The last, full week of January (can you believe that the first month of the New Year is almost over? Which means the “New Year” is no longer new and we can stop wishing people?) was an eventful one. A lot happened—which did not change the world or my life significantly—but was enough to mull about. Here below are my week’s observations and experiences, in a nutshell.
Not so young
It is with some irony that Marta Kostyuk became the youngest player since Martina Hingis to enter the third round of the Australian Open last week. She is also the youngest to reach that stage of a Slam since Mirjana Lucic-Baroni in the 1997 US Open.
Hingis, who made it to the quarterfinals in 1996 at the age of 15, retired from all forms of tennis last year after spending over two decades in and out of the sport. Kostyuk, also aged 15 and ranked 521 in the world till then, lost in the third round but not before sending tennis writers into a tizzy.
The teenage Ukrainian became a rarity because you don’t any more come across teenage sensations in this sport, of the likes of Hingis, Jennifer Capriati, Monica Seles, Michael Chang and Boris Becker, among several others who were such regulars in the 1980s and ’90s. Part of the reason is the changes in the rules and administration of the sport of tennis.
The Women’s Tennis Association (WTA), for one, put age restrictions on players, largely due to Capriati’s drug-related and burnout issues. Hingis herself retired for the first time in 2003 at the age of 22 due to injuries, before making two comebacks.
Over the years, the tennis ball has been made heavier and slower in order to encourage more rallies (and diminish the power of the serve) and therefore get more entertaining matches.
The result of these changes is that players need to be stronger and in better physical shape, which is possible only after some years of playing professionally. A 22-year-old body is better able to handle the rigours of modern-day tennis than a 14-year-old body would.
The last teenagers to win Grand Slam singles titles were Svetlana Kuznetsova (19) and Maria Sharapova (17) in 2004 at the US Open and Wimbledon respectively. Rafael Nadal was the last male teenage champion, winning the 2005 French Open as a 19-year-old. He had then become the first teen champ since Pete Sampras (1990 US Open).
On Friday, this year’s other sensation, South Korea’s 21-year-old Hyeon Chung lost in the men’s semifinal to Roger Federer (Chung retired injured). The 36-year-old Federer has returned to the very top of the game with two major titles last year and following the disintegration of the Big Four—through injuries, lack of motivation and other factors.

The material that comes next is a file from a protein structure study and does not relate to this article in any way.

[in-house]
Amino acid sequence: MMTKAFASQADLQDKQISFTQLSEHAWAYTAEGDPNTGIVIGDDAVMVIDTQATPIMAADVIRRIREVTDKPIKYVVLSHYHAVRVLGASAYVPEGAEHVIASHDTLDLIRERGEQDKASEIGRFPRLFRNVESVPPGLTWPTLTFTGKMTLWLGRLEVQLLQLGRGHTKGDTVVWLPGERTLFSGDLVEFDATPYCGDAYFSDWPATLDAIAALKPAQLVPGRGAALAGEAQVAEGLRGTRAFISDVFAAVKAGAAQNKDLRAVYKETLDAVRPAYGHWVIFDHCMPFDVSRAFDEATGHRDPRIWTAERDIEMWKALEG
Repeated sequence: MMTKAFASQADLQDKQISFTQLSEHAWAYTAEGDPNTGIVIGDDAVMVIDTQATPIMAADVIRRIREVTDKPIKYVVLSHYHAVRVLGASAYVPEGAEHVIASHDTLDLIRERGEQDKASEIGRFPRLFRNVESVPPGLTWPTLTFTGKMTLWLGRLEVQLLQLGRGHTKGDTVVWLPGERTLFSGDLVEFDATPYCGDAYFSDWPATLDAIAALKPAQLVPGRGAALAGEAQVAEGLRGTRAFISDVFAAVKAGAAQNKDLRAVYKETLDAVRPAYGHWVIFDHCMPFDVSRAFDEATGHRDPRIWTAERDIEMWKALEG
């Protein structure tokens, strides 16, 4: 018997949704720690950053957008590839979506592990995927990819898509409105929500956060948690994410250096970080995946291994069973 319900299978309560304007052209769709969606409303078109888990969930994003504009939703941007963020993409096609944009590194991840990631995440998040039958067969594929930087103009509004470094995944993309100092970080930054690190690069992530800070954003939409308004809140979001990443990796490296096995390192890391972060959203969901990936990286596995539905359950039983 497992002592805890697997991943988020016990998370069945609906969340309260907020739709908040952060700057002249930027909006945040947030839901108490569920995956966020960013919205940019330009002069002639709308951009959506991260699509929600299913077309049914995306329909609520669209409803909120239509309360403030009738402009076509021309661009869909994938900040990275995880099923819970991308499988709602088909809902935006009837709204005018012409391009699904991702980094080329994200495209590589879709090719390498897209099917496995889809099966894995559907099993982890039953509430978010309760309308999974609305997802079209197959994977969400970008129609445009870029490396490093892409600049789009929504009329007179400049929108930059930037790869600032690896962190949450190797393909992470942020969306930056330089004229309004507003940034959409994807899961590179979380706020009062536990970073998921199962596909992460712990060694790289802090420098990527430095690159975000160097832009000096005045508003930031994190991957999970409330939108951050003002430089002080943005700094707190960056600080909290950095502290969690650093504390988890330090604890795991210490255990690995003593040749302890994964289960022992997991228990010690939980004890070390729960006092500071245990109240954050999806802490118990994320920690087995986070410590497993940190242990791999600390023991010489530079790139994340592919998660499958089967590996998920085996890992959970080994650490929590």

Federer’s continued excellence (a tribute to him more than a generalization) and the lack of teenage winners show how tennis has changed over the last couple of decades. While the modern game is more physically intensive, sportspeople these days are able to recover faster from injuries, wear and tear because of advancement in medicine and technology.
Their careers can therefore be longer as well, which can be seen in the example of Federer and of the Williams sisters. It’s quite possible, therefore, that teenage records—of youngest winners, semifinalists, quarterfinalists, etc.—may never get broken as players break through to the top league in their twenties rather than in their teens.
Kostyuk, over the next few years, has a chance to break that trend.
Talking about breakthroughs, when was the last time an Indian fast bowler bounced a ball into the helmet of the batsman?
The worrying incident happened in Johannesburg on Friday when Jasprit Bumrah got some uneven bounce and South African opener Dean Elgar could not get his head out of the way in time. After the ball slammed against Elgar’s helmet, play was called off due to the dangerous nature of the pitch. Post Phil Hughes, an incident like this causes serious concern.
But for an observer of Indian cricket, this episode just topped off what’s been a revelation of a series. Indian fast bowlers, four to five of them in three Tests, have bowled South Africa out for 286, 130, 335, 258, and 194 (I write this before the fourth day’s play on Saturday) in five innings. They have troubled the local batsmen with swing, pace and bounce and looked no less than their South African counterparts, though Vernon Philander, Kagiso Rabada and Morne Morkel together have more wickets than Bumrah, Mohammed Shami and Bhuvneshwar Kumar.